Well, I say "didn't include", when it's fairer to say "couldn't include". What was Scott to do, say "there are parks beyond the extent of this map which we've included but you just have to believe us"? Was he to keep zooming out to include extra parks until the scale became too big to be human? No, I think the article does a good job of highlighting exactly the problems and solutions it needs to.
However, as a data nerd and someone who loves a challenge, I decided that I would do that analysis. And because I'm a sucker for punishment, I would do it using programming. This is that story.
Before I begin I'd like to point to some work done by Abley which asks "is Auckland is a 15-minute city?". Their work has some fantastic maps, a great description of the concept of '15-minute cities', and looks at more than just open space. This post drills a little deeper into public open space, but I thought you all should check out Abley's work too.
Using data from OpenStreetMap, a wonderful, collaborative, open-source mapping tool I collected all parks (big and small) in the region of Auckland's central isthmus.
Using the 2018 New Zealand Census, I then mapped the population of the same region, separated into a hexagonal grid (for information on why I did this, see Hexagons are the Bestagons by CGP Grey). Unsurprisingly, there is a large population density close to the city centre, with a patchwork of low-medium density throughout the rest of the isthmus.
For every cell in the hex grid, I used Targomo to create an isochrone that described the area someone could walk within 10 minutes. Here it is good to note that this analysis falls into the trap that a lot of planning does - assuming everyone is able to walk at the same pace, across all streetscapes, in all environments. Of course, this is not the case and everything we can do to make our street network safe, obvious, and step-free will make our cities better for everyone.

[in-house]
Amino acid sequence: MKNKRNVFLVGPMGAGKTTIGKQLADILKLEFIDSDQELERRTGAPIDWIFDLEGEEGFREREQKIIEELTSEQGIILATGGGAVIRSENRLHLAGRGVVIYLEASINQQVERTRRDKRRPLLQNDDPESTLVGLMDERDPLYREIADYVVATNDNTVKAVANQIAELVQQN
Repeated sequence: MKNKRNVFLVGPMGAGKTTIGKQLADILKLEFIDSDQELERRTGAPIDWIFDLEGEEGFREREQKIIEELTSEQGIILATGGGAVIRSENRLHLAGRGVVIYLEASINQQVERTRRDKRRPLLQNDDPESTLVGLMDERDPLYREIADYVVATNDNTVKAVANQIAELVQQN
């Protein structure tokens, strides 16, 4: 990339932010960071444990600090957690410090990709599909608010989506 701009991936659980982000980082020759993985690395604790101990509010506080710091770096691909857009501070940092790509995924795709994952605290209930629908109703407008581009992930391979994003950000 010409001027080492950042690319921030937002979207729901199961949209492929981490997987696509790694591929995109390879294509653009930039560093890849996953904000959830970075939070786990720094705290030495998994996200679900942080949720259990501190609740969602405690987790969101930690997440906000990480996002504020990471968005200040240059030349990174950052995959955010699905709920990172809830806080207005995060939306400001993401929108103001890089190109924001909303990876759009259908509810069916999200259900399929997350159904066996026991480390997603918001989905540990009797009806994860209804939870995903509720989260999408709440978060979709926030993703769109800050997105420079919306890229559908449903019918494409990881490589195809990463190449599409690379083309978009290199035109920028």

Below is an example cell, on St Lukes Road, and the 10 minute walking isochrone.
Colouring the cells of the hex grid by the total area of parks within a 10 minute walking catchment paints a picture of public open space accessibility in Auckland.
It's fairly easy to see that people who live near large parks (e.g. Cornwall Park, Auckland Domain, Western Springs) have plentiful access. However, this map also highlights public open space 'deserts' where those who live there have little-to-no access to quality open space. For example, look at the central isthmus (where light rail is currently under investigation - which would lead to higher density and larger populations).
The yellow on the map indicates areas where residents can walk 10 minutes and access relatively little public open space. These are the areas Hipkins is talking about, where people feel like they need to drive to get access to "quality" open space. And as Auckland looks to intensify it's housing stock, it's only going to become more crowded.
For those who don't have a microscope handy - that is part of a central Auckland suburb (which is likely to intensify in response to the NPS-UD) that only has access to 0.9 hectares of parks within a 10 minute walk! For context, a rugby field is 0.7 hectares (excluding the dead-ball line, any sideline supporter space, and room for Damian McKenzie to clear a 50+ metre kick). That's not to say the nearly 500 residents of this area have that 0.9 hectares to themselves either, they'd be competing with everyone else from the surrounding streets.